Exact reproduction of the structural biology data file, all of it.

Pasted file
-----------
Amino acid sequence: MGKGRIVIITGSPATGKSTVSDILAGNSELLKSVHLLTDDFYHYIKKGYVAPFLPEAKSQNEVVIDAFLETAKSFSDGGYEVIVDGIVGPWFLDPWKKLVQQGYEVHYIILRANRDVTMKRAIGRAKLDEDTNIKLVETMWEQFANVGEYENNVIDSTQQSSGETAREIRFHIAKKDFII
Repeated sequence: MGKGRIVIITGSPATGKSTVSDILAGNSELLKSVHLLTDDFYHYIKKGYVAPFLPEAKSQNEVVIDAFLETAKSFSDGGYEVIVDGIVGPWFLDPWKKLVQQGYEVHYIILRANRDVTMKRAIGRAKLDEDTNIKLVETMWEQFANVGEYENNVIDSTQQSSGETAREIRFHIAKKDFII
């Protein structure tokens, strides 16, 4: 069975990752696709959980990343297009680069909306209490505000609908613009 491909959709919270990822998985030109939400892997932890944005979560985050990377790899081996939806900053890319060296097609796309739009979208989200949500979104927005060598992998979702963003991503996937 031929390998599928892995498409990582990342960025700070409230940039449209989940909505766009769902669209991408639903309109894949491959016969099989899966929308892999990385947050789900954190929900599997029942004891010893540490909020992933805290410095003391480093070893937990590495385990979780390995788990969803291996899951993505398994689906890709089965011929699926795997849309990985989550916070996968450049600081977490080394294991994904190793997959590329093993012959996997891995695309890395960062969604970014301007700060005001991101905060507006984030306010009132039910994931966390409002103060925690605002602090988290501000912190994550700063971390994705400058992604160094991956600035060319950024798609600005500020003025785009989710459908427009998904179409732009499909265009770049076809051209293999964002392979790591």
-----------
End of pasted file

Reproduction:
Amino acid sequence: MGKGRIVIITGSPATGKSTVSDILAGNSELLKSVHLLTDDFYHYIKKGYVAPFLPEAKSQNEVVIDAFLETAKSFSDGGYEVIVDGIVGPWFLDPWKKLVQQGYEVHYIILRANRDVTMKRAIGRAKLDEDTNIKLVETMWEQFANVGEYENNVIDSTQQSSGETAREIRFHIAKKDFII
Repeated sequence: MGKGRIVIITGSPATGKSTVSDILAGNSELLKSVHLLTDDFYHYIKKGYVAPFLPEAKSQNEVVIDAFLETAKSFSDGGYEVIVDGIVGPWFLDPWKKLVQQGYEVHYIILRANRDVTMKRAIGRAKLDEDTNIKLVETMWEQFANVGEYENNVIDSTQQSSGETAREIRFHIAKKDFII
């Protein structure tokens, strides 16, 4: 069975990752696709959980990343297009680069909306209490505000609908613009 491909959709919270990822998985030109939400892997932890944005979560985050990377790899081996939806900053890319060296097609796309739009979208989200949500979104927005060598992998979702963003991503996937 031929390998599928892995498409990582990342960025700070409230940039449209989940909505766009769902669209991408639903309109894949491959016969099989899966929308892999990385947050789900954190929900599997029942004891010893540490909020992933805290410095003391480093070893937990590495385990979780390995788990969803291996899951993505398994689906890709089965011929699926795997849309990985989550916070996968450049600081977490080394294991994904190793997959590329093993012959996997891995695309890395960062969604970014301007700060005001991101905060507006984030306010009132039910994931966390409002103060925690605002602090988290501000912190994550700063971390994705400058992604160094991956600035060319950024798609600005500020003025785009989710459908427009998904179409732009499909265009770049076809051209293999964002392979790591």